I was duty bound to treat this gentleman as I saw fit, and would happily justify my reasons for doing so to any regulatory body. His needs, and my willingness to help, superseded any directives from the OCDO or anyone else for that matter. And so, with a visor, gown, rubber dam and the best fitting respirator mask I could find, I set to work to open and dress his carious lower left 8. I felt nervous because of the opaque jurisdiction under which I was working, I felt nervous because of the patient’s fragile medical health and, not forgetting, this was a clinically challenging procedure – so not one to be taken lightly.

It was a stressful and tiring procedure, taking probably well over an hour. The pulp was hyperaemic, insufficiently anaesthetised and difficult to restore, but an intra-pulpal sedative dressing was placed, and the patient left happy and content that we had done our best to help in such difficult circumstances. I was left feeling like I had behaved irresponsibly somehow and wanted to get home and forget all about it. It was the weekend after all…

6.45pm that evening

I was on call on this particular weekend – quite fortuitously as it turned out because later that evening I received a phone call from the patient’s wife, evidently very distressed. It transpired that the patient had returned home and gone straight to bed, reportedly feeling unwell. This was now some seven hours after his appointment. The patient’s wife had rung his hepatologist who felt his symptoms resembled sepsis. Cue panicked phone calls to his GP (who was a locum), local pharmacists and finally tracking down his hepatologist by telephone who was on annual leave. I was pushing for the patient to be admitted to hospital, but the patient simply did not want to go for fear of contracting COVID-19. I felt at this stage, I had done all I possibly could.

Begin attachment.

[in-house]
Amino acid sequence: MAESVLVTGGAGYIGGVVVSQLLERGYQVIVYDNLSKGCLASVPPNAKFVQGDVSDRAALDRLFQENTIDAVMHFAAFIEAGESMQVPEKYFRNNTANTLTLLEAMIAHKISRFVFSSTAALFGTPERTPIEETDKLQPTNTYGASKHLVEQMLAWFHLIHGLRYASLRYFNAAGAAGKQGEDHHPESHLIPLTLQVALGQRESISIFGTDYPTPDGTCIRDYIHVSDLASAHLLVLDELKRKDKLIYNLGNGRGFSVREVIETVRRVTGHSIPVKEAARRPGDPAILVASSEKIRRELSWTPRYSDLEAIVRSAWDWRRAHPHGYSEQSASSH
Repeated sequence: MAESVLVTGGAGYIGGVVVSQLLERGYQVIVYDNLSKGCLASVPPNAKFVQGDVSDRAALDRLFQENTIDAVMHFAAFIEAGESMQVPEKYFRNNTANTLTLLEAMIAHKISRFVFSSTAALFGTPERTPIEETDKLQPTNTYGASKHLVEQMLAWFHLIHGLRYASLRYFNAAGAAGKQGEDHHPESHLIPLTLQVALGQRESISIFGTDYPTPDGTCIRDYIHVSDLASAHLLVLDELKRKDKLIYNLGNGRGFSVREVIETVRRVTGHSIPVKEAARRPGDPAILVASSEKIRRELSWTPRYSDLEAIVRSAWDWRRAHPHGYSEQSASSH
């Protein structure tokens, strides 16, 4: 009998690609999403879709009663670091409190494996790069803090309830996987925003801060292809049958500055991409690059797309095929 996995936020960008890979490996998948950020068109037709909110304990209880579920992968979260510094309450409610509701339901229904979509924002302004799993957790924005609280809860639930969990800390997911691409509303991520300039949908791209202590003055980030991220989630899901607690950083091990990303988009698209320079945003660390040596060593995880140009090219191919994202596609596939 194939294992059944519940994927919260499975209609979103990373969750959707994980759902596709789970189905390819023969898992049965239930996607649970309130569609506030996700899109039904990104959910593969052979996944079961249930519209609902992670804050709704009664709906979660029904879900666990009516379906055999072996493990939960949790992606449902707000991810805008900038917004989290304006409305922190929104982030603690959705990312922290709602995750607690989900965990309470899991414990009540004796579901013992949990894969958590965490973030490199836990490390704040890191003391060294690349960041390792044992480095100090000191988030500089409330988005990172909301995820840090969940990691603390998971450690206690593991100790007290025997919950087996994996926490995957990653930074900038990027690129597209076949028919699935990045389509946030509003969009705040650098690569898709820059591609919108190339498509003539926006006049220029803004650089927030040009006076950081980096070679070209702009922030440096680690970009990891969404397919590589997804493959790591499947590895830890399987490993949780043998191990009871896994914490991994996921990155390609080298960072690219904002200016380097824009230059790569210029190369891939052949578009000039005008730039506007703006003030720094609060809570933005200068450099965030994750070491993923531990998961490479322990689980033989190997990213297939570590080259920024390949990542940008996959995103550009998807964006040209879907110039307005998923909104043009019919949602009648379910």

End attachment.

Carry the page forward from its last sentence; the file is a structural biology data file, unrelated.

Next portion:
The outcome was that the patient did not go to hospital and recovered after several days thankfully, out of pain and able to sleep well. The whole episode did affect me profoundly however, and I want to explore the reasons for this.

All in all, it was a harrowing 48 hours, instantly making me remember what I loathed and loved about dentistry. It came at a time when the patient was at his most vulnerable, but in a very different way, so was I. The relief that my intervention had had a positive outcome for this patient was extraordinary and made me remember why I do this job in the first place- to help those in need. It did leave me wondering why I felt the way I did. Why was this one situation so frightening?

I think, on reflection, we all returned to work in a heightened state of anxiety and fear (like we needed any more of that). And, as much as SOPs and guidelines were there to help us, they also acted as an added burden under which we had to now operate. The pandemic was beyond our control quite evidently, but our response to it as a profession was something that was controllable. The cessation of face-to-face care, coupled with the unclear and fragmented communications on resumption of treatment provision, created uncertainty. Thinly veiled warnings about how our regulators may react to any breach in protocol were coming thick and fast with fear, nervousness and anxiety forming a formidable backdrop to chairside care provision.

Give us a break!

We, as a profession, should stop being so hard on ourselves. This decade of self-flagellation has to stop before it becomes any more destructive. We are emerging out of this crisis under incredible emotional and fiscal pressure, into an environment that is tense, to say the least. Although it is a relief to be back, I find myself at my wits end, before I have even got into the swing of things. With  the majority of nursing staff still on furlough, dentists working side by side (which is challenging), enhanced cross infection protocols which are physically draining, additional triaging duties during the day which are laborious and this is even before we have set to work on our actual job, in full length gowns and searing summer heat.